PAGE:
A convention panel in the episode “Springfield Splendor” featured the animated likenesses and real voices of Alison Bechdel, Marjane Satrapi, and Roz Chast, along with industry newcomers Marge and Lisa Simpson discussing their smash hit Sad Girl. The scene may have been brief, but it did at least afford Bechdel the chance to deploy her Bechdel Test Fail animation in response to Marge promptly failing the test upon learning of its existence.
Persepolis, Satrapi’s memoir of growing up during the Iranian Revolution, has been challenged or banned numerous times in U.S. schools over the past several years. Parents or school administrators most often object to a few pages that depict torture of prisoners as imagined by Satrapi when she was a child. In at least two cases, moreover, parents challenged the book only because it involved Muslims. Luckily most schools have ultimately decided not to remove Persepolis from curricula or libraries — with the notable exception of Chicago Public Schools, where administrators disastrously attempted to ban it from all classrooms in 2013 before backtracking.
Bechdel’s memoir Fun Home has the distinction of being frequently challenged at the post-secondary level. Most memorably perhaps, in 2015 it was targeted along with Persepolis and two other titles by a 20-year-old student and her family who wanted the books “eradicated from the system.” The challenge came only after the Crafton Hills College student had completed the graphic novel course where she was assigned to read the books. Administrators of the community college in Yucaipa, California defended the professor and his curriculum, and ultimately backed away from a tentative plan to require disclaimers on syllabi.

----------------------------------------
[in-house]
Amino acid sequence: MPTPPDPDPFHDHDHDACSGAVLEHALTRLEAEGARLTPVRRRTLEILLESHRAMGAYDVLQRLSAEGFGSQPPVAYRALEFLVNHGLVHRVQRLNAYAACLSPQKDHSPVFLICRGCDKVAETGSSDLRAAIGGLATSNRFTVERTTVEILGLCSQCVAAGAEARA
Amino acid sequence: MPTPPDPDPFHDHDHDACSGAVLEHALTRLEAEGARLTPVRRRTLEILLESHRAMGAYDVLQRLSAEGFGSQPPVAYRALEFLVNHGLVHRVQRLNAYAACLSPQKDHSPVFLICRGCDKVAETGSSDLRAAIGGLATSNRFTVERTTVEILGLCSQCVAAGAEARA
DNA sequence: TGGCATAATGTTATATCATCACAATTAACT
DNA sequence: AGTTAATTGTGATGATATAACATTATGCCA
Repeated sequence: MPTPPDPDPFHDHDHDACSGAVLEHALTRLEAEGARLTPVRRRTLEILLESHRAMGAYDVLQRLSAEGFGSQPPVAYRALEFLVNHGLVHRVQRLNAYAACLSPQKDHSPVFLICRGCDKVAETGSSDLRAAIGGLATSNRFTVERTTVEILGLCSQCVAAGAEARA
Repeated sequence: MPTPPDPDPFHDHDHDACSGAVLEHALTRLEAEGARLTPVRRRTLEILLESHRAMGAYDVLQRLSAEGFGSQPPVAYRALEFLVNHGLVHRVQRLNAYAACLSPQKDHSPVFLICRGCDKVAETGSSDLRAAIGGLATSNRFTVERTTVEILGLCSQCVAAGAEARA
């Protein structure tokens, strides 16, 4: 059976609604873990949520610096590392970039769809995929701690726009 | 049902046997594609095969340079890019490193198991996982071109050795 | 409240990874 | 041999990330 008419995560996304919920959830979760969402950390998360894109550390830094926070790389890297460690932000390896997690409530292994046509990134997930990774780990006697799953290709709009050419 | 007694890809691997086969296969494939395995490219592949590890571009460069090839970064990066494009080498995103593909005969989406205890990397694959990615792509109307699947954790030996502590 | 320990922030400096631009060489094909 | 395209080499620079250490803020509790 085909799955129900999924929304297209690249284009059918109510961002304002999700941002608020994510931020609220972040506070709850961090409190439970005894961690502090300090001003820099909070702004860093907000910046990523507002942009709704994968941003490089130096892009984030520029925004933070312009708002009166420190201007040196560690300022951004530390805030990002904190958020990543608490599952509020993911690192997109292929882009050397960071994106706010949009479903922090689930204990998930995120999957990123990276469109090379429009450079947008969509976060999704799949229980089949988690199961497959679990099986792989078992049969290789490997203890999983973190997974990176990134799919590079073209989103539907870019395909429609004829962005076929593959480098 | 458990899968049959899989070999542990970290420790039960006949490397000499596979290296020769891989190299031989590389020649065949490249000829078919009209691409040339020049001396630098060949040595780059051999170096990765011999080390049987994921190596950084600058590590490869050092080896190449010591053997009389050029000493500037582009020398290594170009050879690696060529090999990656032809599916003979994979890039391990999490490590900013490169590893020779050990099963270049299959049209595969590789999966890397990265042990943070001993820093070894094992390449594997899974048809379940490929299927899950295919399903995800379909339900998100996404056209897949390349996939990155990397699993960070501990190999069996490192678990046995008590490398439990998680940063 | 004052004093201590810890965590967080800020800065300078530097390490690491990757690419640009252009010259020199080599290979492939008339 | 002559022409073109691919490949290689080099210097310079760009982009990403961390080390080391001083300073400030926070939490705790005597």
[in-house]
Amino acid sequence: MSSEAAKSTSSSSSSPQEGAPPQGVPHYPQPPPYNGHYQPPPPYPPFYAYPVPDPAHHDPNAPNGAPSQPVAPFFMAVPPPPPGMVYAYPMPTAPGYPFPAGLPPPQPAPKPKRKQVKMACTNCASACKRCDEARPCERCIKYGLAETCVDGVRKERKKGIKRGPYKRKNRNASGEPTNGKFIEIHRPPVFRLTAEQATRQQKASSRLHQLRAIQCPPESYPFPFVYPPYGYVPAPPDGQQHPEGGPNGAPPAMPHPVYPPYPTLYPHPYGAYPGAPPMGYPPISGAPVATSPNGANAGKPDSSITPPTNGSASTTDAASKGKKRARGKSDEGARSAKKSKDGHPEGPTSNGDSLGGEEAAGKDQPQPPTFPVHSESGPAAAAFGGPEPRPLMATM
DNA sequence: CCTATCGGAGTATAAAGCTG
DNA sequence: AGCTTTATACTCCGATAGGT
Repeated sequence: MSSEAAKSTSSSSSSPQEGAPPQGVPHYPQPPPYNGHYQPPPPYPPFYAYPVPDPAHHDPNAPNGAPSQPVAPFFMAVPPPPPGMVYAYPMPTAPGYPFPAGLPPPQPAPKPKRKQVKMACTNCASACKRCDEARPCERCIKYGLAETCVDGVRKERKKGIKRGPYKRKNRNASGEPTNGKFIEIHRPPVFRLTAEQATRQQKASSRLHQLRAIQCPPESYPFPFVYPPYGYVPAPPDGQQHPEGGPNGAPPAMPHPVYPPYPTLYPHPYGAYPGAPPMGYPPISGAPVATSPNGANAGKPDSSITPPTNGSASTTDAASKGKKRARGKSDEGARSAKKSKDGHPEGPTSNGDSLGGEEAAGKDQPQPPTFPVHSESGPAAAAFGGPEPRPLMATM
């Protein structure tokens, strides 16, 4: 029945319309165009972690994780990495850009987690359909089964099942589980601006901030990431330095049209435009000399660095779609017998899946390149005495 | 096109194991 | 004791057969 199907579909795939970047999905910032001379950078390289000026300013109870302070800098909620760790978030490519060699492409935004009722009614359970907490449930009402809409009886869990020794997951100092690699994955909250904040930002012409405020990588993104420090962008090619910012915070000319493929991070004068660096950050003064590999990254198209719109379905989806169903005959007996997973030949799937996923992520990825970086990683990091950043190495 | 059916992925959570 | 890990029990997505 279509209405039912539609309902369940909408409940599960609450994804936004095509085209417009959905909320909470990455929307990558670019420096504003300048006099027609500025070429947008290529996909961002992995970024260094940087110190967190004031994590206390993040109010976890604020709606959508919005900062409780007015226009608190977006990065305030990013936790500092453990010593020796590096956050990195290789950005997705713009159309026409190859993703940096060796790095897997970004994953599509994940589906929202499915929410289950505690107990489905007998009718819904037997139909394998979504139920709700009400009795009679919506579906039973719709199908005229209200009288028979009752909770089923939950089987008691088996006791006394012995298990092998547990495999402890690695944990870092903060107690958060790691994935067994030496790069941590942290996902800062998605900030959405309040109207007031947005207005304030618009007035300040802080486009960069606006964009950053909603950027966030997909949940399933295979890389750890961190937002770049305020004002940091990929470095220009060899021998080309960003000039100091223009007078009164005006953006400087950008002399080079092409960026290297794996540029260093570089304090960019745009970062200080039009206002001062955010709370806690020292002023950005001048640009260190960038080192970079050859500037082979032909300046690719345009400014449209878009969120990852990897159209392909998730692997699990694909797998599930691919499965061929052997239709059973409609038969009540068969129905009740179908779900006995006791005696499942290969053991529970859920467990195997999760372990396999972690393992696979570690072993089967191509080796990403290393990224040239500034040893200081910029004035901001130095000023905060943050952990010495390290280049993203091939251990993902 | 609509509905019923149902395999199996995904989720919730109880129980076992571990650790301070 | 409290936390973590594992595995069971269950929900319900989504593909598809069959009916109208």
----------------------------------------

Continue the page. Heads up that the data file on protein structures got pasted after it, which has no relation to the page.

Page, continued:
We’re not aware of any challenges or bans of Roz Chast’s work, but that doesn’t mean she’s not a groundbreaker! Her wry cartoons have featured in the New Yorker and many other publications since 1978. In 2014, Chast’s memoir of her parents’ final years called Can’t We Talk About Something More Pleasant? won numerous awards and widespread critical praise, cementing her in the pantheon of cartoonists who deftly tackle subjects that may be difficult — and yes, unpleasant.
For much more about these newly minted Simpsons stars and a host of other women comic creators who changed comics during the 20th and 21st centuries, check out our book She Changed Comics at your local comics shop or right here in the Rewards Zone!
Contributing Editor Maren Williams is a reference librarian who enjoys free speech and rescue dogs.